Attitudes to money in a random sample of adults: Factor analysis of the MAS and MBBS scales, and correlations with demographic variables
A factor analysis of the two major scales measuring attitudes toward money (Yamauchi and Templer's MAS, and Furnham's MBBS), using a random sample of 200 adults in a large Canadian city, showed the MAS to be remarkably invariant in its factor structure: power-prestige, planning-saving, frugality-distrust, and anxiety seem to be the four most important underlying dimensions of attitudes and reported behaviors. The MBBS did not replicate: the original factors did not emerge, and other analyses did not yield interpretable results. A factor analysis of items from the MAS and MBBS combined produced a reliable and meaningful four-factor solution nearly identical to the MAS scale. Correlations with age, sex, income, and education were mostly consistent with previous research: income was negatively correlated with frugality and anxiety, and positively related to planning. Age had the strongest correlations with the four factors.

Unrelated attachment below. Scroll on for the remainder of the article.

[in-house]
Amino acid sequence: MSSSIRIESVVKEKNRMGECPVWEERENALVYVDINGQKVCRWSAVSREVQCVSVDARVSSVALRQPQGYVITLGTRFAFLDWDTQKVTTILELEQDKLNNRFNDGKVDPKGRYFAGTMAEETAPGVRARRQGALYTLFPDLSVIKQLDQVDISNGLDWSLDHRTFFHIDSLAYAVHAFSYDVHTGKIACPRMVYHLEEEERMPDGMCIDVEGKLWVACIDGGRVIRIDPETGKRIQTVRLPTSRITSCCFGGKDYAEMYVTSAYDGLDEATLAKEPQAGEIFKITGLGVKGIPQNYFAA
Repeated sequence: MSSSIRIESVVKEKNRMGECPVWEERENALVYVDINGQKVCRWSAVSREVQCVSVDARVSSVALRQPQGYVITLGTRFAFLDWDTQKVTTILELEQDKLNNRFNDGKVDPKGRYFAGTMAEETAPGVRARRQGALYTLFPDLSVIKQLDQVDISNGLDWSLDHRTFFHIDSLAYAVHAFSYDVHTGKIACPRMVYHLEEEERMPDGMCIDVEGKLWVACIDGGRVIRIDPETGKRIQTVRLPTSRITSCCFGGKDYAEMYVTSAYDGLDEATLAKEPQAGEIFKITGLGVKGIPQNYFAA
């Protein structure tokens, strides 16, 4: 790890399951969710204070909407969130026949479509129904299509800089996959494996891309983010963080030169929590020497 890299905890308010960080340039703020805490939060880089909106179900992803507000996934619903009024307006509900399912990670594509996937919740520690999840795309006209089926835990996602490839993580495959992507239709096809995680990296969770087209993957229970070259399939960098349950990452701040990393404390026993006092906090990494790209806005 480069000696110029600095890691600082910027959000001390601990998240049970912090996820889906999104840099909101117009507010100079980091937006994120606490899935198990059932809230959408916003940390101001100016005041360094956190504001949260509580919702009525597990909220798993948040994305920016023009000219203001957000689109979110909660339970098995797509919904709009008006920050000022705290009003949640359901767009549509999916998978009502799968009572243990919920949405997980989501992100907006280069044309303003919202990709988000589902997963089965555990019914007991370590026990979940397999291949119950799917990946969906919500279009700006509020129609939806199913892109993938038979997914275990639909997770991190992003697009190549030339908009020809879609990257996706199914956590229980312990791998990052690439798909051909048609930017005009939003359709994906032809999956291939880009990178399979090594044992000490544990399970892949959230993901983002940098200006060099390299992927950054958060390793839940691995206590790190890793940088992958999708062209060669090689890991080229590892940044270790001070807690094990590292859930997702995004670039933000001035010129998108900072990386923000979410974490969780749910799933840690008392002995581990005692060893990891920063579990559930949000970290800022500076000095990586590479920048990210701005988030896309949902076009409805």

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Volume (Year): 37 (2008)
Issue (Month): 5 (October)
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- Hanley, Alice & Wilhelm, Mari S., 1992. "Compulsive buying: An exploration into self-esteem and money attitudes," Journal of Economic Psychology, Elsevier, vol. 13(1), pages 5-18, March.
- Epley, Nicholas & Gneezy, Ayelet, 2007. "The framing of financial windfalls and implications for public policy," Journal of Behavioral and Experimental Economics (formerly The Journal of Socio-Economics), Elsevier, vol. 36(1), pages 36-47, February.
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